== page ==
Our Latest News

Campfire restrictions extended due to increasing fire risk

19/01/2018

In the interests of public safety, the Parks and Wildlife Service (PWS) has brought in extensive campfire restrictions as the fire risk continues to increase this summer.More

Improved toilet facilities at Bruny Island

16/01/2018

The Parks and Wildlife Service has completed work on a new toilet facility at the Bruny Island Neck Game Reserve.More

Further upgrade to South Coast Track

05/01/2018

The South Coast Track is one of Tasmania's great bushwalks, and the completion of recent upgrades has significantly improved the user experience along the track before the start of the peak walking season.More

Bush pea

Current status

[Photo of bush pea by W. E. Brown.]

The bush pea (Pultenea prostrata) is listed as vulnerable under the Threatened Species Protection Act 1995. In 1991 it was considered endangered because at that stage there were only two known Tasmanian populations left, both on unreserved land. However many populations have since been found.

Why is it vulnerable?

Tasmania appears to be the edge of the bush pea's ecological range. In other words the mainland habitat better suits this plant which is why it is more abundant there. In Tasmania it lives in grassy or grassy woodland areas. A large population has been found at Campbell Town golf course which was cultivated for planting and this disturbance promoted these low growing plants. Mowing keeps the grass down and reduces the competition on the bush pea from other plants.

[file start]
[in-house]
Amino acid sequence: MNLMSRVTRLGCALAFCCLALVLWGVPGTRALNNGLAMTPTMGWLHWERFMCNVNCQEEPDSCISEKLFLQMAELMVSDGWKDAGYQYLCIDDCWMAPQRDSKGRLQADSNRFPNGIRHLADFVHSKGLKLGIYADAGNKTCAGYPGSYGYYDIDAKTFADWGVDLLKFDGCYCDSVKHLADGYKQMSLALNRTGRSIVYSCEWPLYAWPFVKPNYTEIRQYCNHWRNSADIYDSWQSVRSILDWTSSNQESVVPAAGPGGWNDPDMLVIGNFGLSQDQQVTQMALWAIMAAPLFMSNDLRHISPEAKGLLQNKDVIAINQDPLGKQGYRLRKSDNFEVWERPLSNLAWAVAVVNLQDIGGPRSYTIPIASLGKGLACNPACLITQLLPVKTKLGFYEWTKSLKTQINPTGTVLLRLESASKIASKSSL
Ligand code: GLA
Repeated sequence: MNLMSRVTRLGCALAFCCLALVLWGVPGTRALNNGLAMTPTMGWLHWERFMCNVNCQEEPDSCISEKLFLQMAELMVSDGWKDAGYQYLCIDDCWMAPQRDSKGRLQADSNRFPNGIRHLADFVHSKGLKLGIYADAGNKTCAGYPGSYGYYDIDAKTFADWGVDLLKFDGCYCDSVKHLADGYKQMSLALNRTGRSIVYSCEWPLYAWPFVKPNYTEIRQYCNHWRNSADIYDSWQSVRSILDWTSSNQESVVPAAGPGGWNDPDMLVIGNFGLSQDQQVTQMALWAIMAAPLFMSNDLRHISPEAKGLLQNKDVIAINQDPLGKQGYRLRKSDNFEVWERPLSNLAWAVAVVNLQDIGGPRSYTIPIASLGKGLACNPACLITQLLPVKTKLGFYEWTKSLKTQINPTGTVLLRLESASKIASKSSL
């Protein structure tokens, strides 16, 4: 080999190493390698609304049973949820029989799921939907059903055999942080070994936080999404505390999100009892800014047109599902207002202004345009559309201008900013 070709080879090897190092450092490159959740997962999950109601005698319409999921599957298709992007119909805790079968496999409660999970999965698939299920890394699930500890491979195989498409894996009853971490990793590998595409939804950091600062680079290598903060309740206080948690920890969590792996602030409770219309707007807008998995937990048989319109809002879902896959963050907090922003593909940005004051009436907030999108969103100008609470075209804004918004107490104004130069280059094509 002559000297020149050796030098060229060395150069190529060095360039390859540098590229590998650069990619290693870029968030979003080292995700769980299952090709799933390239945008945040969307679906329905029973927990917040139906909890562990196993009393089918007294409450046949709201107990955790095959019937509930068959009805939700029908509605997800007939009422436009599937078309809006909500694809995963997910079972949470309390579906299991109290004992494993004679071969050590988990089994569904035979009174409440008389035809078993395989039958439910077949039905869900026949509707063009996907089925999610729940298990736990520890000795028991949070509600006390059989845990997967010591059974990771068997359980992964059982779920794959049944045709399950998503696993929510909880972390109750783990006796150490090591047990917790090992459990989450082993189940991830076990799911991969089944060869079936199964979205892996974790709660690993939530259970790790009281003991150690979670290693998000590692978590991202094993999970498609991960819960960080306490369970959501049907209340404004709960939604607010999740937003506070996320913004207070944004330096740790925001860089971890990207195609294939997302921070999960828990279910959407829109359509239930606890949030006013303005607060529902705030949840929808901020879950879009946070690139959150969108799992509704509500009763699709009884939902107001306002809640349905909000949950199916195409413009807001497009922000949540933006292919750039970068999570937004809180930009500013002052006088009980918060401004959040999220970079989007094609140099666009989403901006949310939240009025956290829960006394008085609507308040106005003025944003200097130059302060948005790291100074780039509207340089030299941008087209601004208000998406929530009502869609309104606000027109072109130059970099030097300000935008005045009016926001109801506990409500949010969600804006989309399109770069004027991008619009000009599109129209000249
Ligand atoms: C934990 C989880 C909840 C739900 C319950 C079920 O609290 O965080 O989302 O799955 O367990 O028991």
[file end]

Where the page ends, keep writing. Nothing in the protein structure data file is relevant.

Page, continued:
It has now been recorded from the Midlands, extending from Brighton through to Launceston and a few other locations including Wybalena on Flinders Island. Most areas are on private land, however some plants are within the new Township Lagoon Nature Reserve. It also occurs in several conservation areas.

What is being done?

Research into the plant's germination was undertaken to see whether they require fire. Fire may trigger germination leading to increased numbers of plants. Some plants germinated in heavily grazed areas possibly due to the higher temperatures of bare earth. Heavy grazing may prevent the plant from spreading whilst moderate grazing seems to remove other plants which would otherwise outcompete the bush pea. In the absence of fire, this plant's survival depends on grazing, mowing or removing overstorey species. For larger scale germination, an occasional moderate to hot fire may be necessary.

View Distribution Map

Recommended further reading.

Lynch A.J.J. 1993. Conservation Biology and Management of 16 Rare or Threatened Fabaceae Species in Tasmania. Parks and Wildlife Service Tasmania.